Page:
Serie: Journal of the Observatory/07
Publisher: Edizioni Cantagalli
Forty years have passed since its promulgation and the Encyclical Letter Humanae Vitae continues to trigger deep felt reactions. At the end of a series of endless consultations and insistent pressure, Paul VI took a stand. This was back in 1968. Many were those who expected the Holy Father to follow the majority of experts and admit contraception for married couples. He, however, reaffirmed the need not to separate the two aims of conjugal union: fecundity and love. A current of opponents immediately declared the Encyclical unacceptable; dissent spread among some pastors; the pope was subjected to lynching by the mass media.
The distance at which we now stand summons us to undertake a rereading of this highly timely text. Today we know that the information submitted by experts was often inconclusive and incomplete. All the better do we understand that concealed behind the issue of contraception are other important challenges: relativism and individualism in the sphere of morals, the right of public authorities to make decisions regarding demographic matters, the role of experts, the authority of the Holy Father, the possibility to revisit pontifical teachings, and the co-responsibility of the Church.
Unfortunately, most of those who denigrated Humanae Vitae not realize that justifying the position assumed by Paul VI is reason itself. The Encyclical already confirms the evident conclusions reached in a broad series of scientific disciplines: medicine, biology, psychology, economy, history, law, etc. In the expressions of evidence supplied by these disciplines, there is nary a shadow of revealed truth. Anyone can challenge that. The Church takes note of the results stemming from the use of reason. Humanae Vitae may only be understood if enhanced is the role of reason in the quest for the ultimate sense of life and love.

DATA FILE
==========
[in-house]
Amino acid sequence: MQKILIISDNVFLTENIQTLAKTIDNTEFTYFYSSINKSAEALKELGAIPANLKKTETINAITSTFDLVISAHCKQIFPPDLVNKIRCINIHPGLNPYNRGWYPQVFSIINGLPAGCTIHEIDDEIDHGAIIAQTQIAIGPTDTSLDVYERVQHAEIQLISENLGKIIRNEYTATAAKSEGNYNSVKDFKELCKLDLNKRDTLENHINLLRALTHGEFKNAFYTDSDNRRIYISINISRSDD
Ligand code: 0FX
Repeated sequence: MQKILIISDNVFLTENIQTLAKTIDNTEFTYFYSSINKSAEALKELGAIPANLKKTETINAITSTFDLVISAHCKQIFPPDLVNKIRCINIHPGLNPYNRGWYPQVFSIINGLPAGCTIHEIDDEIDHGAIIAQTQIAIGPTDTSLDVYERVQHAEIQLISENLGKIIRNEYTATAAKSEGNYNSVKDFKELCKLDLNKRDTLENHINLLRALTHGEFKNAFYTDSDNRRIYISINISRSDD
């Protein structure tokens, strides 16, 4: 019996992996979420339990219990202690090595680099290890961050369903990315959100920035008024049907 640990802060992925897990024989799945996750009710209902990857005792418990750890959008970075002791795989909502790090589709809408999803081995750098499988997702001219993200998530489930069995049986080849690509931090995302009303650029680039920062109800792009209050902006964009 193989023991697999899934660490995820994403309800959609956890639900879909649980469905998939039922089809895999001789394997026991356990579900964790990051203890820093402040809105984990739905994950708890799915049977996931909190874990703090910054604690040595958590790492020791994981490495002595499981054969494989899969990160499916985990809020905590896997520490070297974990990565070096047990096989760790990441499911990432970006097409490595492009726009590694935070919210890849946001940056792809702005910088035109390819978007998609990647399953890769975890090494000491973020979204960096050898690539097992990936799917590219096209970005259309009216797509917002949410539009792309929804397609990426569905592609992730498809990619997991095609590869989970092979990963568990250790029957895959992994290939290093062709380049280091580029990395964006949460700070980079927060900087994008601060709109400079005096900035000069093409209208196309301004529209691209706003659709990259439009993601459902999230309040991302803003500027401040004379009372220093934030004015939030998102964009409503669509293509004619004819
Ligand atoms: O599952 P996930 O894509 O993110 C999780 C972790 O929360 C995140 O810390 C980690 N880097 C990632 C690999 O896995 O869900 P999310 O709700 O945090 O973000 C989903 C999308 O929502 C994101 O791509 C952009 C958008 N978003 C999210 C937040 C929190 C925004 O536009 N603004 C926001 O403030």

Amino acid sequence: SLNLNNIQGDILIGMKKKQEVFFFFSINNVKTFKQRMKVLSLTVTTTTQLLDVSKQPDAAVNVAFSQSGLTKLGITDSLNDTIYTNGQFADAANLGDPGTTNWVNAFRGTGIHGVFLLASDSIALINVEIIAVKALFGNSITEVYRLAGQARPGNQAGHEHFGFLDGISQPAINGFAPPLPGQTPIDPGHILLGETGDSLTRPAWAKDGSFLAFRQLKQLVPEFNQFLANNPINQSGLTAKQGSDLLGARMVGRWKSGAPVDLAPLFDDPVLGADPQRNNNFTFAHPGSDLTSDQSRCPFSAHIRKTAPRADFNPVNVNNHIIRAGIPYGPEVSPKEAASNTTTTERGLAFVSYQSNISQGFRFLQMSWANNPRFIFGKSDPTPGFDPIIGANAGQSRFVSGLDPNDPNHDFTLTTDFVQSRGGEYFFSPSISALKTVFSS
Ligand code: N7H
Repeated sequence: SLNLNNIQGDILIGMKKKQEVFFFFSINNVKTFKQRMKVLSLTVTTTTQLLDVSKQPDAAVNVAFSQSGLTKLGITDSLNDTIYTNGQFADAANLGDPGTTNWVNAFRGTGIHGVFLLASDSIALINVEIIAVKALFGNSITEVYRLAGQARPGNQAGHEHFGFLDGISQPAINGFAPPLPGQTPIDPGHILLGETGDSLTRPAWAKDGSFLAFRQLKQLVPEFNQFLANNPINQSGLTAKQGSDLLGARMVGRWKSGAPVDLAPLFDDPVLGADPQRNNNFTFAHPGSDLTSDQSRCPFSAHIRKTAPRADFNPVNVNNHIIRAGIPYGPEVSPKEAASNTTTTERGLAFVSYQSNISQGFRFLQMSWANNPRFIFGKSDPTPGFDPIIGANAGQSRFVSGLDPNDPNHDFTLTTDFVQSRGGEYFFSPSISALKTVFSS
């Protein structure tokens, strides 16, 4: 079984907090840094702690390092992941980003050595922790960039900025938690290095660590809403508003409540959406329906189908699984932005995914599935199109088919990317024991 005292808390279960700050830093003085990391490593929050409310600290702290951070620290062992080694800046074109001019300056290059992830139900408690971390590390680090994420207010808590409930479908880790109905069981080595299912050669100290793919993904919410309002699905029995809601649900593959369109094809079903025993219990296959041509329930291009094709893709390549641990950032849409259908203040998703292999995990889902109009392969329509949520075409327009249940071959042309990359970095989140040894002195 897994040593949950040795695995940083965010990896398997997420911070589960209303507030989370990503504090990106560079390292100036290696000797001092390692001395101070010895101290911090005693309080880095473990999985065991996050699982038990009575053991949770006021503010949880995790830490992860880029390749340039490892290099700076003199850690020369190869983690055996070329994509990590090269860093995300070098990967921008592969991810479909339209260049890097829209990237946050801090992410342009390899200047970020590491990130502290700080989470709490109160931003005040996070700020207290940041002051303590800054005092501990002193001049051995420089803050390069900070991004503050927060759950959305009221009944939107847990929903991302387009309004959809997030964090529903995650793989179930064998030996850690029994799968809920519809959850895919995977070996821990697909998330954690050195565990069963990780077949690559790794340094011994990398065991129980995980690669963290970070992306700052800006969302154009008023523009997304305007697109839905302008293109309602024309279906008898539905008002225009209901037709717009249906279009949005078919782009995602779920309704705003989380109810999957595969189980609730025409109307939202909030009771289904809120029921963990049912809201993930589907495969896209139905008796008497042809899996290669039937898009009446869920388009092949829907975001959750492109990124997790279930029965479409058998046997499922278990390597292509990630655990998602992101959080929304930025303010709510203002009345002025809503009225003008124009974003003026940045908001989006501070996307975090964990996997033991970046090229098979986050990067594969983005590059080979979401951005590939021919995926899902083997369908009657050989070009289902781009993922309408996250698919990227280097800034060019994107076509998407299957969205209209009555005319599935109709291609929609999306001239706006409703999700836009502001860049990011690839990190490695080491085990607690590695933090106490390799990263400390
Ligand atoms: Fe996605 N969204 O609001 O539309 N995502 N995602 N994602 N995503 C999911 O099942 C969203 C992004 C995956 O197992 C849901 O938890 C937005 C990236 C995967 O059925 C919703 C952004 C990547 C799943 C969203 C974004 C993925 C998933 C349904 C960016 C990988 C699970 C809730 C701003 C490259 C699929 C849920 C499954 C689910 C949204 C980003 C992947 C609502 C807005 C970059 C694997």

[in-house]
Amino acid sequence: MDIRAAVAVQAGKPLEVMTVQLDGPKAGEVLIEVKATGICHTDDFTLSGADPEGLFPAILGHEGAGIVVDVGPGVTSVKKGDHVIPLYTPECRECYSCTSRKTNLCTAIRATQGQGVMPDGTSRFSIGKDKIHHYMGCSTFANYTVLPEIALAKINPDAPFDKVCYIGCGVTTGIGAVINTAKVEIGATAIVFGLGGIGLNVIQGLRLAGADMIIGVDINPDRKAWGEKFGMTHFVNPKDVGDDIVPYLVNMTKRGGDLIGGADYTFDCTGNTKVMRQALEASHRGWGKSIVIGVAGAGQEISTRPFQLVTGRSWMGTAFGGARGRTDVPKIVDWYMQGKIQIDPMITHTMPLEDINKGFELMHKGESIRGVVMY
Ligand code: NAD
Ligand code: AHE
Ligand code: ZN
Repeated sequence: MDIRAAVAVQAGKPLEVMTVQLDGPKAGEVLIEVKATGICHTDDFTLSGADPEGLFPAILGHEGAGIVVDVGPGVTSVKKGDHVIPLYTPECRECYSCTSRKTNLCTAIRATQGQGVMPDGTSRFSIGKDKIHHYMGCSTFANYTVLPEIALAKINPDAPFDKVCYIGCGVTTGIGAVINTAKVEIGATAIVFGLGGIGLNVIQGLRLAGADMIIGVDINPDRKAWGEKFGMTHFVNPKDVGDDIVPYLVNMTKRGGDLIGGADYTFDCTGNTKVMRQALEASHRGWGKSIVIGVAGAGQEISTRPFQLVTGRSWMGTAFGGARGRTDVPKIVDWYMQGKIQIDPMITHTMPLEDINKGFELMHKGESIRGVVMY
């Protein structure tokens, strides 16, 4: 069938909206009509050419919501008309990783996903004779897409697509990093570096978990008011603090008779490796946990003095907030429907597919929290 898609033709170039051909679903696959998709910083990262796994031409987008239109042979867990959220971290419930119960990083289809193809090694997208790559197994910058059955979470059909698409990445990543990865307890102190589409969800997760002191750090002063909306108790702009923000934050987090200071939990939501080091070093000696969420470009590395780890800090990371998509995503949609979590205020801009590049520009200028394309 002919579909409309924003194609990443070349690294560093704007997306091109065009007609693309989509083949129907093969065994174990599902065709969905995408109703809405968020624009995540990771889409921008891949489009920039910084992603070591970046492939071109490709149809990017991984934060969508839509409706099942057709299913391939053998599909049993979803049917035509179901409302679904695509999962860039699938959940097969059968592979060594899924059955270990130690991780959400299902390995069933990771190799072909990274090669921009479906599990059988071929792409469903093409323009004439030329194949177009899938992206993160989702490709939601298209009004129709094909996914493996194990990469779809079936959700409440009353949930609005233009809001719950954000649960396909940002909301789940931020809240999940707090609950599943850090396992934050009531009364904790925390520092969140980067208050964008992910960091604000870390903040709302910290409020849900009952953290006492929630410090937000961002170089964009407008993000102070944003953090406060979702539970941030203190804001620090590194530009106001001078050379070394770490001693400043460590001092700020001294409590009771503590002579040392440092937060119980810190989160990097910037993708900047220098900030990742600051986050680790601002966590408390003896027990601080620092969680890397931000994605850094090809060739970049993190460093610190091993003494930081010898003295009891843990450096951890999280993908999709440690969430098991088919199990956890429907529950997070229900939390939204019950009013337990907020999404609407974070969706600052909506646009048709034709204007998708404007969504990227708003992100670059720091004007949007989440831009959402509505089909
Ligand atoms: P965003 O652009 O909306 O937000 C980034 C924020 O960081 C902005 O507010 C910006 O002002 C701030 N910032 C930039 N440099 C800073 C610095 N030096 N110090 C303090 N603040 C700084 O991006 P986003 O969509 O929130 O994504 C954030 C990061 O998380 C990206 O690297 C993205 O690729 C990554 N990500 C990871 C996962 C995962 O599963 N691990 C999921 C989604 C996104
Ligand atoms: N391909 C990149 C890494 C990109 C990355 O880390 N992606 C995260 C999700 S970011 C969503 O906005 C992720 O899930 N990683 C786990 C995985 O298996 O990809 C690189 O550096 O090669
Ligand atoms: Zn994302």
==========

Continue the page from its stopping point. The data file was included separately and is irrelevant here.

Philosopher and theologian, Michel Schooyans is a priest of the diocese of Brussels and professor emeritus at the University of Louvain. He was a professor at the Catholic University of San Pablo and visiting professor at numerous universities in Latin America. He has published more than forty books and his research efforts delve into the areas of political philosophy, contemporary ideologies, demographic policies and social morals. In particular, he is a member of the Pontifical Academy of Social Sciences (Rome), the Pontifical Academy for Life (Rome), the Mexican Academy of Bioethics (Mexico), the Population Research Institute (Washington, D.C.), and the Institute of Political Demography (Paris).